Algorithmic verification of infinitestate systems via relaxations
Michael Blondin (UniversitÃ© de Sherbrooke).
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Preventing bugs from computer systems is an everlasting quest. Classical software engineering approaches, such as testing, are wellknown to developers and well suited for preventing flaws in sequential systems. Yet, many systems involve interdependent components carrying computations concurrently, e.g. in parallel or in an interleaved fashion. Such concurrent systems are becoming ubiquitous as advances are made, e.g., on multiprocessor architectures, cheap lowpower devices and natural computing. Developing reliable concurrent systems is thus paramount.
Algorithmic verification, also known as model checking, is a powerful method that automatically analyzes a mathematical model abstracting a concrete system. While it offers a "pushbutton" technology, it typically suffers from prohibitive computational complexity, especially for systems with infinite underlying graphs.
In this lecture series, we will learn about challenges in the algorithmic verification of infinitestate systems. More precisely, we will get familiar with Petri nets (also known as vector addition systems): a formalism that allows to reason mathematically about resources evolving concurrently. We will see that while they are difficult to analyze in theory, they admit an elegant theory of relaxations that can be used in a practical algorithmic framework. In particular, we will show that the reachability problem for continuous Petri nets is tractable.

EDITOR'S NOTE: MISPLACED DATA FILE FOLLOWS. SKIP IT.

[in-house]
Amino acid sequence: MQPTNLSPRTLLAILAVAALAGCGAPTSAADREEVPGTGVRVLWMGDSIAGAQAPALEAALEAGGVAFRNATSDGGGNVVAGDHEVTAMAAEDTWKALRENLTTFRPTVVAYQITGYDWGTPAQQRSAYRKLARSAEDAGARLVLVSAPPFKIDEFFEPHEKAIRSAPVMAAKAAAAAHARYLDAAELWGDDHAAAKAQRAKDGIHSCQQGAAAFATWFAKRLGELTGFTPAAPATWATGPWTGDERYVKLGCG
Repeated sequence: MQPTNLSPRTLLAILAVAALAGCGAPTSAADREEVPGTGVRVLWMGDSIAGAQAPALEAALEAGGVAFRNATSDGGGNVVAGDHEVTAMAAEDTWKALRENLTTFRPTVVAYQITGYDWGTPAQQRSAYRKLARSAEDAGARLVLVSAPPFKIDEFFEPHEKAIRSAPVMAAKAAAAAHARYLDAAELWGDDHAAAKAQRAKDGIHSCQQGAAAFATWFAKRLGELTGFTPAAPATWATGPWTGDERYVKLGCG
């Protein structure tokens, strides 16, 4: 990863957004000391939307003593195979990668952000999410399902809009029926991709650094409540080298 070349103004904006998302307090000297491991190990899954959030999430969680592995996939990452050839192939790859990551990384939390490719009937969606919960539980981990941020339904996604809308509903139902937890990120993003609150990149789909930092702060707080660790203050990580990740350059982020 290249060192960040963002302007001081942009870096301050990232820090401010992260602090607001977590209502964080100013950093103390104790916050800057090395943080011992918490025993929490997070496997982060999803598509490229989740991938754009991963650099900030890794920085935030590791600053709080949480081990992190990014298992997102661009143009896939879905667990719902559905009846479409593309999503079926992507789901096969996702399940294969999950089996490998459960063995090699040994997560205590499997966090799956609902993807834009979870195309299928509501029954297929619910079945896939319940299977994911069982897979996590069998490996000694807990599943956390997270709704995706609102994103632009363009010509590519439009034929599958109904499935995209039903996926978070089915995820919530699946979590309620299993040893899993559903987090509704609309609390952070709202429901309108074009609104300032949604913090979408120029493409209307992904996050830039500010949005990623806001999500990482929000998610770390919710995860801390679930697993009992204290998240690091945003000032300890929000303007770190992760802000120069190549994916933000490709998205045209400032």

About the lecturer:Michael Blondin is an assistant professor at the UniversitÃ© de Sherbrooke (Canada). Before joining Sherbrooke, he obtained a joint Ph.D. from the ENS ParisSaclay and the UniversitÃ© de MontrÃ©al, and worked as a postdoctoral fellow at the Technical University of Munich. His research interests include automata theory, model checking of concurrent and distributed systems, complexity theory, logic and verification tools. His recent work, which has been published at flagship venues such as LICS and CAV, focuses on the efficient verification of counter systems.
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